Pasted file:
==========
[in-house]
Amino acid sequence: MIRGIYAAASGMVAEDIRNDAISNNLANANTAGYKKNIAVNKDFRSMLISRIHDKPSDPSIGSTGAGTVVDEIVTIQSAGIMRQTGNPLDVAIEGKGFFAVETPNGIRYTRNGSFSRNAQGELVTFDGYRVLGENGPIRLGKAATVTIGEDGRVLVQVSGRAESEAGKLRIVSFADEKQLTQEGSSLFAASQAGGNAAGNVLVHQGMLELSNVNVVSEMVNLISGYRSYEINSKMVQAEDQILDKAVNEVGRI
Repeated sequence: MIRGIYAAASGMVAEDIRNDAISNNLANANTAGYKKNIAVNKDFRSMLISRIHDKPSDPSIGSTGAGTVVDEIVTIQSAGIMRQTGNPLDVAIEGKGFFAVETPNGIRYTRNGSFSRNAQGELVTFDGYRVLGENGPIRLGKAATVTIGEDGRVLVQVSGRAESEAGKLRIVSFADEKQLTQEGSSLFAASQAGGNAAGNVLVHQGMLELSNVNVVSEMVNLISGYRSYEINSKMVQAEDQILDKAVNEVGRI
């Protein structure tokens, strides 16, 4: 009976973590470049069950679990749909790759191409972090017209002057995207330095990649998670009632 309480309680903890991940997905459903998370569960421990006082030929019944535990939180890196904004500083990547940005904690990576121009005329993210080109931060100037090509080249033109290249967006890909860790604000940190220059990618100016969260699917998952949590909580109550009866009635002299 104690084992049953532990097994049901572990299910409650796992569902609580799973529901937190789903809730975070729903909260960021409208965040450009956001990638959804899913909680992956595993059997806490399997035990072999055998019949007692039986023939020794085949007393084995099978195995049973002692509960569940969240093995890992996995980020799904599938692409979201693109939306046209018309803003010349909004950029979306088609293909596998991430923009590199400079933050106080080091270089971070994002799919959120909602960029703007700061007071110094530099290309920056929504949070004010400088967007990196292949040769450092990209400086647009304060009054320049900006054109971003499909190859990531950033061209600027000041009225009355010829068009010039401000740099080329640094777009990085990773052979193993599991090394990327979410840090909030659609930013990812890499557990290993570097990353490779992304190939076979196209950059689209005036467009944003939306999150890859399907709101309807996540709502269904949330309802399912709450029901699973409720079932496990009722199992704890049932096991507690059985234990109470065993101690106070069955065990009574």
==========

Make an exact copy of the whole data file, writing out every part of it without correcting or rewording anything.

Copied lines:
[in-house]
Amino acid sequence: MIRGIYAAASGMVAEDIRNDAISNNLANANTAGYKKNIAVNKDFRSMLISRIHDKPSDPSIGSTGAGTVVDEIVTIQSAGIMRQTGNPLDVAIEGKGFFAVETPNGIRYTRNGSFSRNAQGELVTFDGYRVLGENGPIRLGKAATVTIGEDGRVLVQVSGRAESEAGKLRIVSFADEKQLTQEGSSLFAASQAGGNAAGNVLVHQGMLELSNVNVVSEMVNLISGYRSYEINSKMVQAEDQILDKAVNEVGRI
Repeated sequence: MIRGIYAAASGMVAEDIRNDAISNNLANANTAGYKKNIAVNKDFRSMLISRIHDKPSDPSIGSTGAGTVVDEIVTIQSAGIMRQTGNPLDVAIEGKGFFAVETPNGIRYTRNGSFSRNAQGELVTFDGYRVLGENGPIRLGKAATVTIGEDGRVLVQVSGRAESEAGKLRIVSFADEKQLTQEGSSLFAASQAGGNAAGNVLVHQGMLELSNVNVVSEMVNLISGYRSYEINSKMVQAEDQILDKAVNEVGRI
């Protein structure tokens, strides 16, 4: 009976973590470049069950679990749909790759191409972090017209002057995207330095990649998670009632 309480309680903890991940997905459903998370569960421990006082030929019944535990939180890196904004500083990547940005904690990576121009005329993210080109931060100037090509080249033109290249967006890909860790604000940190220059990618100016969260699917998952949590909580109550009866009635002299 104690084992049953532990097994049901572990299910409650796992569902609580799973529901937190789903809730975070729903909260960021409208965040450009956001990638959804899913909680992956595993059997806490399997035990072999055998019949007692039986023939020794085949007393084995099978195995049973002692509960569940969240093995890992996995980020799904599938692409979201693109939306046209018309803003010349909004950029979306088609293909596998991430923009590199400079933050106080080091270089971070994002799919959120909602960029703007700061007071110094530099290309920056929504949070004010400088967007990196292949040769450092990209400086647009304060009054320049900006054109971003499909190859990531950033061209600027000041009225009355010829068009010039401000740099080329640094777009990085990773052979193993599991090394990327979410840090909030659609930013990812890499557990290993570097990353490779992304190939076979196209950059689209005036467009944003939306999150890859399907709101309807996540709502269904949330309802399912709450029901699973409720079932496990009722199992704890049932096991507690059985234990109470065993101690106070069955065990009574």